Getting Started in SEO (Part 2)

While working at SparkNet I had managed to pick up some very basic technical skills. Little did I know at the time that learning how to code in HTML and understanding the basics of database management would be of such great value later on in my career. The more I learned, the more I began to comprehend exactly how search engines worked. SparkNet was growing at a furious rate and its founder, Christopher Knight got into the list making business. An offshoot of forums and bulletin boards, SparkList was born and one of its more successful online conversations included the ISPLists.

I met a lot of wireless entrepreneurs during the heyday of  the ISPLists and moderating the conversations was taking up more of my time than originally anticipated. Soon, it became and advertising venue as well as a great place for ISP operators to share their high-speed tricks of the trade. At its apex of activity, the ISPLists caught the eye of Boardwatch magazine and a burgeoning online entity known as Internet.com, the premier IT news an information publication then held by the enigmatic online publisher Alan Meckler. Eventually, the ISPLists and its members became an integral part of ISPCON, challenging the status of monolithic internet service providers like AOL, EarthLink and the like.

Things were about to get very interesting when the ISPLists were acquired by Meckler. As the editorial iron fist of the ISPLists, I was extended the opportunity to go along with the deal and work for Internet.com. Gus Venditto, then editor-in-chief of Internet.com, didn’t think that managing the ISPLists constituted a full time job. During my interview with Gus, he asked if I could write for the ISP News portion of Internet.com. I had to laugh a bit, because I had majored in Journalism at UW-Madison and I had performed as the fine arts editor and eventual managing editor of the Badger Herald while attending college, so I didn’t think that writing about the industry that was a critical focus of my fascination would be much of a stretch. I said “yes, I think I could do that,” and I unwittingly entered into the second major phase in growing my understanding of search engines and the role that content plays in getting found on the web.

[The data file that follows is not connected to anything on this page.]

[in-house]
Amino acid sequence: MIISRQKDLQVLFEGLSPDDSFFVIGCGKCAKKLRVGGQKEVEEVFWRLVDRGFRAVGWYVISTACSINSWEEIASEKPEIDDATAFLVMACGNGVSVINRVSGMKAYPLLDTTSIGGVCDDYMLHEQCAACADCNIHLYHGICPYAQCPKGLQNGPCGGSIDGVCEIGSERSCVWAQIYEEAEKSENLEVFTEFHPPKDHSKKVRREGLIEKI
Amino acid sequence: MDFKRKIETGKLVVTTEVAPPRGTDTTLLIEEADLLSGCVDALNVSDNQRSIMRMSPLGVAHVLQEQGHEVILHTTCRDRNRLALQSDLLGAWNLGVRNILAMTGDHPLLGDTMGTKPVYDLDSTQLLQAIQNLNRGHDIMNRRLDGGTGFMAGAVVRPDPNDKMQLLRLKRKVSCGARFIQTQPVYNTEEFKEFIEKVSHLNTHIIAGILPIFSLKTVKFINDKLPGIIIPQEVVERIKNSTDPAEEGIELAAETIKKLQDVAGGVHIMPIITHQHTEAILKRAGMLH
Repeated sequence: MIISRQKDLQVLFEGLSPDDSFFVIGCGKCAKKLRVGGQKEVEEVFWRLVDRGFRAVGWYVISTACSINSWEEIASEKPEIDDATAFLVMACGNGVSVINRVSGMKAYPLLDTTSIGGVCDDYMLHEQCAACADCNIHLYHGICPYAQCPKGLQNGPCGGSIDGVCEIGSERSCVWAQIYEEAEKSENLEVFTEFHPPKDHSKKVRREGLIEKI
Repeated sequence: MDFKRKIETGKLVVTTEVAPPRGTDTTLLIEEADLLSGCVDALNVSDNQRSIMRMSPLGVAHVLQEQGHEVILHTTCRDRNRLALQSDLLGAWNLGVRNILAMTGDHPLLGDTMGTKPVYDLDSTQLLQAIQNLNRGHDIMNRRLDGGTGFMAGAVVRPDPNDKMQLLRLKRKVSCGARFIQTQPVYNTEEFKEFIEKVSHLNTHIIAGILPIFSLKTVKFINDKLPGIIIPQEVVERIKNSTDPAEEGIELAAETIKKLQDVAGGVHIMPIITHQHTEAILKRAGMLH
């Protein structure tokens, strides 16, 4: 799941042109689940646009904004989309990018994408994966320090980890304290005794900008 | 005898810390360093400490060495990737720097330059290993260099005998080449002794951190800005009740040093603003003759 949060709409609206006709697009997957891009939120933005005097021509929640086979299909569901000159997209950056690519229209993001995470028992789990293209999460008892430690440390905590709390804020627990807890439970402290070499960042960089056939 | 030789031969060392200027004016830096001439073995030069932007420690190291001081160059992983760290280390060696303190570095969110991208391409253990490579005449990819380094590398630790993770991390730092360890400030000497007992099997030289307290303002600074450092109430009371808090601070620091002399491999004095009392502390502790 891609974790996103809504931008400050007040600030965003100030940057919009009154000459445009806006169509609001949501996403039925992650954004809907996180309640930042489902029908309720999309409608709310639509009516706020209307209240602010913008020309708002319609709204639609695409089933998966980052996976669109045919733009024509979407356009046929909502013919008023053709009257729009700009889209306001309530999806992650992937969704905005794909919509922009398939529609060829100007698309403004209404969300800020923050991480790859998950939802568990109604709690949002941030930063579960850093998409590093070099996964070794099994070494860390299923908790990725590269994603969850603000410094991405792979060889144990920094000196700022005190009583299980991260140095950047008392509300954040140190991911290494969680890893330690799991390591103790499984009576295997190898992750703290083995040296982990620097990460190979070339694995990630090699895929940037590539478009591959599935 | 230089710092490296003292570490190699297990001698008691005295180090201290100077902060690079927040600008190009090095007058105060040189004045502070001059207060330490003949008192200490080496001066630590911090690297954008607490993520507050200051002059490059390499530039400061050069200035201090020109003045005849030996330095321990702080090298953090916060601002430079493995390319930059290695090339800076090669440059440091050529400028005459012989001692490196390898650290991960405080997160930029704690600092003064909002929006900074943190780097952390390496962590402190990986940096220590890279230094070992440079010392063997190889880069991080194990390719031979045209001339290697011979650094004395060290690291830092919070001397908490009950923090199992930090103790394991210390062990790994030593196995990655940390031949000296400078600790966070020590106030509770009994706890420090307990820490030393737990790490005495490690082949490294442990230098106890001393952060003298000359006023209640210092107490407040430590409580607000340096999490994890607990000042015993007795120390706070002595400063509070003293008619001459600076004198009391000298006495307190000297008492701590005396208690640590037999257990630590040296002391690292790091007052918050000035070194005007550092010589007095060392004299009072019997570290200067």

All-in-all 1998 was a very good year. I was working in an industry I loved, learning more about the web that I could possibly explain to my family, and writing about it all was just the icing on the cake. Then I met Danny Sullivan and participated in his first ISP Boot Camp for Internet.com writers and editors. Now things were starting to get really interesting … But more on that later. With some technical skills in my tool box I was about to pack up my kit and move to Connecticut to continue my education in just how content impacts natural search engine optimization.

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Getting Started in SEO

I’ve been busy conversing with some ClickZ readers that are anxious to get started working in the SEO Industry, which has sent me fondly reminiscing about how I got my start in the search engine optimization business … before it was called SEO.

I had made the leap to this Internet thing after a successful retail career with Best Buy. (I was the third female general manager in the history of the company.) In 1996 I started working at SparkNET; a small regional Internet Service Provider (ISP) and website design agency.

Suffice to say, I learned a lot. There were many days when I thought my brain would explode from the rush of new acronyms alone. I was ever so proud when I learned my first Linux command, which as Pico; used for looking up and unlocking network access passwords, of course. I also learned my first HTML code and launched my first website, Recipe-a-Day.com. Times were good — as were the marketing opportunities in this brave new online world.

I was learning something new every day and started to really get into using different search directories. (No, they were not yet called search engines.) The Yahoo Directory, Lycos, AltaVista, Excite, Infoseek, Inktomi, Teoma, Dogpile, and Hot Bot were all the rage and Netscape was the browser of choice. If you wanted to get found on the World Wide Web, your website had to be in these high-profile directories. Naturally, I developed a product that would help do just that for our webhosting clients … And that’s I how got started in this crazy business.

But things were about to change as more and more people flocked to the web, as was my career path, when Internet.com came along.  (To Be Continued … )

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